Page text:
Aurinia to begin lupus nephritis trial at end of April

Fresh from a US$52-million private placement, Aurinia Pharmaceuticals (TSX-V:AUP) hopes to treat its first lupus patient at the end of April in a Phase 2b clinical trial with its voclosporin immunosuppressant in combination with CellCept®, the standard of care for treating lupus nephritis (LN), the most severe form of lupus.

“We are now well capitalized to drive our clinical program,” CEO, Stephen Zaruby, says in an interview with “Our Phase 2b data should provide significant near-term value inflection.”

High-caliber U.S. institutional investors led the private placement, which will also be used to move Aurinia to the Toronto Stock Exchange and to obtain a NASDAQ listing within the next 12 months.

British Columbia-based Aurinia was created through a reverse merger with Isotechnika Pharma in September. Isotechnika originally developed voclosporin, a calcineurin inhibitor (CNI), for the treatment of kidney transplant rejection and several other indications, including psoriasis and uveitis, an eye condition. Voclosporin has been tested in more than 2,600 patients and is well characterized.

Mr. Zaruby says the merger was designed to recapture all the IP that Isotechnika had licensed to other companies and put it back into one company, Aurinia, as a stepping-stone to move voclosporin into a new indication, LN. There are no approved therapies for LN outside of Japan, which represents a significant unmet medical need and market opportunity.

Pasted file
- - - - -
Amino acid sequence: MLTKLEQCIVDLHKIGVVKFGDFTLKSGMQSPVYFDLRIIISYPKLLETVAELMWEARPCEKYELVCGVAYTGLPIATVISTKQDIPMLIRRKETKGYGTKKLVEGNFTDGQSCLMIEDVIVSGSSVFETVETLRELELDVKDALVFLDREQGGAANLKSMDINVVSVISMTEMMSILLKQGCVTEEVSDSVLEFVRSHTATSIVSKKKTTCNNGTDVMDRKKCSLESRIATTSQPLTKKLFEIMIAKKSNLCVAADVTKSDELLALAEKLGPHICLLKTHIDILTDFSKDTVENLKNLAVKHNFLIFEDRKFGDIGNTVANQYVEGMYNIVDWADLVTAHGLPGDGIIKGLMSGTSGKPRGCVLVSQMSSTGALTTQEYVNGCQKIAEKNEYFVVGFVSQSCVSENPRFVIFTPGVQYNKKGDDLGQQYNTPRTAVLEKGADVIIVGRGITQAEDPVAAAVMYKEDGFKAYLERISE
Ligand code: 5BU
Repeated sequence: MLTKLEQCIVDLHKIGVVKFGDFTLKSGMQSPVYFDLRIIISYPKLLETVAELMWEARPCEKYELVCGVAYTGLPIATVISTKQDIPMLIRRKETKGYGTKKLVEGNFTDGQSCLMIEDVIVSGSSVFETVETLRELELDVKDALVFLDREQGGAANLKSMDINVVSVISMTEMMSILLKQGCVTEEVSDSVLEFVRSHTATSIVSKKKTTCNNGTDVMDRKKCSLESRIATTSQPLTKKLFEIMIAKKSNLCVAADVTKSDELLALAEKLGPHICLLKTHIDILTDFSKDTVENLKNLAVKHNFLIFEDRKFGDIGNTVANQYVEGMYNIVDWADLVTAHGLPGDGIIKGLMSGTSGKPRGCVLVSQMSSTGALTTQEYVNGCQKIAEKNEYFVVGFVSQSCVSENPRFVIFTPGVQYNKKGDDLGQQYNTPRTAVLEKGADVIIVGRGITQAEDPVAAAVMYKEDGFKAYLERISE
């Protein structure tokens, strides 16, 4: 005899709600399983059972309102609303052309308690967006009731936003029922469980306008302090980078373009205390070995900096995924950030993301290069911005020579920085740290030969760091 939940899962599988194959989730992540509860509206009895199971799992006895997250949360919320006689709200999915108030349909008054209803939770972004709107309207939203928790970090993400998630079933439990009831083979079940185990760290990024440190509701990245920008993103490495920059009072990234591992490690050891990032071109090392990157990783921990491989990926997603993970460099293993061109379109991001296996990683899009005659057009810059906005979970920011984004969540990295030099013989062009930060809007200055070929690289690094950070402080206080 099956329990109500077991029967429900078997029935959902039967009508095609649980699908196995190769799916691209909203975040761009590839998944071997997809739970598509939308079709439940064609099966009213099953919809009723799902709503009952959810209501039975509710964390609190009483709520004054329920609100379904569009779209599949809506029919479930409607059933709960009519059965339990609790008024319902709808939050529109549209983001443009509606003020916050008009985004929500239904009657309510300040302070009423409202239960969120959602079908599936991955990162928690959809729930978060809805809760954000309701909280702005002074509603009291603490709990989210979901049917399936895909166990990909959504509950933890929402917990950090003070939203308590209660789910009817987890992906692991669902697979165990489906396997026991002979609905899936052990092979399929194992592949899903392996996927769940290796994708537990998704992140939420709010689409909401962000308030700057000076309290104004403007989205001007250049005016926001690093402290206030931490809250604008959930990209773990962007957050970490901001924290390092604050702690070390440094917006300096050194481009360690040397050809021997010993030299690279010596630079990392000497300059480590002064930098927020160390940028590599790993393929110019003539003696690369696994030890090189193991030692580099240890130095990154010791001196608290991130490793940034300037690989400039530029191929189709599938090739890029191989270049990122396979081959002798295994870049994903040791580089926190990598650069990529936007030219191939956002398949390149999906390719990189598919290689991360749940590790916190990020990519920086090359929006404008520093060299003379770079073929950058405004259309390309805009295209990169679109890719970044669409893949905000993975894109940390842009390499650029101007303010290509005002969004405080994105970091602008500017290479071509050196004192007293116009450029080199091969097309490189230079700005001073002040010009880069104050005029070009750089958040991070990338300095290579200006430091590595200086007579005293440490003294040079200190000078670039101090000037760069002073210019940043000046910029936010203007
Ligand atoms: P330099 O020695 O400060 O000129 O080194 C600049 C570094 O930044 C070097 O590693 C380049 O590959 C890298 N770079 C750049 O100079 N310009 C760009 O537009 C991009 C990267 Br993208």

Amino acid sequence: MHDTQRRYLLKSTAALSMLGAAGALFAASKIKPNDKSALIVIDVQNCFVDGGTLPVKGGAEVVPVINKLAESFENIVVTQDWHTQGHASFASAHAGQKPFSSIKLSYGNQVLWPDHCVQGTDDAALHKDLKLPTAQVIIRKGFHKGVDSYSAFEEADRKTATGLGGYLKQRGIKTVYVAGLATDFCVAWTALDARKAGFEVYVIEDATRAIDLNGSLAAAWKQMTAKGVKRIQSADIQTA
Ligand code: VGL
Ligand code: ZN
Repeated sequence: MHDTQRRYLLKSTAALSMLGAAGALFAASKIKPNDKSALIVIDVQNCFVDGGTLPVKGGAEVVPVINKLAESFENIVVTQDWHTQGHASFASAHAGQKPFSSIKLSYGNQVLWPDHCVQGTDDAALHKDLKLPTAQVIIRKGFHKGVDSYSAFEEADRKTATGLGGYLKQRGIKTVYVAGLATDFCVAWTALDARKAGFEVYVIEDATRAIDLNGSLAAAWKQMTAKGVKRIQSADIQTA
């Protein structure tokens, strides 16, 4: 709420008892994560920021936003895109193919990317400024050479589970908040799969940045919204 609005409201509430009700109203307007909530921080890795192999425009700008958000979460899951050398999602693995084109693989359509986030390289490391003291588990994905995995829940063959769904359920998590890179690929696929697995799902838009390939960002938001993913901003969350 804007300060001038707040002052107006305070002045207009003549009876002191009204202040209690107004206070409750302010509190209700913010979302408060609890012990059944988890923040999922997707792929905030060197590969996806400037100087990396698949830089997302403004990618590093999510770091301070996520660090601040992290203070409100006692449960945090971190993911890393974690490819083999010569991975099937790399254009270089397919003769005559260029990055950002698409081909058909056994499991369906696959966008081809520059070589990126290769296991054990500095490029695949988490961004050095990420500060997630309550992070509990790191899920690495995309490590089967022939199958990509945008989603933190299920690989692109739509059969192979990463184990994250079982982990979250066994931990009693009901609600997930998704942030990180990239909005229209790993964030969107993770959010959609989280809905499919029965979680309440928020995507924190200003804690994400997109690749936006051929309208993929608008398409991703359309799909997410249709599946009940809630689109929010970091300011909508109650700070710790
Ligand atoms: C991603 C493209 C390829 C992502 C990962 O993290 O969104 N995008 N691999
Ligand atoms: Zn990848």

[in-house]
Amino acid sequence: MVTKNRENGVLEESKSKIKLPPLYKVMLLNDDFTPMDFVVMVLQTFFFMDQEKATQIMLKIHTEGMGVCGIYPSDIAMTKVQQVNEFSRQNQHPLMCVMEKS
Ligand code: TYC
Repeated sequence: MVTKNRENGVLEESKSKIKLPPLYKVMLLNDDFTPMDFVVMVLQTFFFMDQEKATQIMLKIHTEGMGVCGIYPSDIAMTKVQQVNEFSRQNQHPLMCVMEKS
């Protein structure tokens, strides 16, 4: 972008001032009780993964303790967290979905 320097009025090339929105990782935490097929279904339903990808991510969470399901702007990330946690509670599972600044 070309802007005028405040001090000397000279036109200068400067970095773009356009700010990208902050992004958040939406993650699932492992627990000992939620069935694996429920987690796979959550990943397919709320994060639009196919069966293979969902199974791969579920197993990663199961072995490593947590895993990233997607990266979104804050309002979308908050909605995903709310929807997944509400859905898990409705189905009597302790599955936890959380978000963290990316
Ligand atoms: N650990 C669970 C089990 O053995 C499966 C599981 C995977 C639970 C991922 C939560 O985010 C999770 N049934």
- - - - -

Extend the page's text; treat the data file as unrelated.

“We have a substantially de-risked development pathway,” Mr. Zaruby contends, noting that the efficacy of a multi-targeted cocktail of CellCept and another CNI, tacrolimus, has been established in Asia.  However, the use of tacrolimus has been associated with an increased risk of developing Type 1 diabetes and tremors.

“We believe voclosporin is potentially the best-in-class CNI, with patent protection until 2029,” he adds.

Lupus is an inflammatory disease that attacks the body’s organs. There are 500,000 to 1.5 million people in the U.S. with systemic lupus erythematosus (SLE), 40% to 70% of whom will develop LN, an inflammation of the kidneys. If left untreated or inadequately treated, LN can lead to end-stage renal disease and dialysis. Some 90% of patients suffering from lupus are women of childbearing age.

The core team behind Aurinia is from the former Aspreva Pharmaceuticals, which went on to conduct one of the largest LN studies in history, called the Aspreva Lupus Management Study (ALMS). The data from the study resulted in the emergence of CellCept as a new standard treatment for LN. Many of the clinical sites in the Aspreva study will be participating in Aurinia’s Phase 2b trial.

Although CellCept is the standard of care for LN, more than 90% of LN patients taking it fail to achieve complete remission.  Additionally, recent chart reviews have indicated that even when treated with CellCept, the condition flares up in patients on average 1.7 times per year. “Patients are really sick at this point,” Mr. Zaruby points out.

“The immunology of lupus supports treating LN patients with a similar approach to transplant patients, using a multi-targeted therapy,” he adds.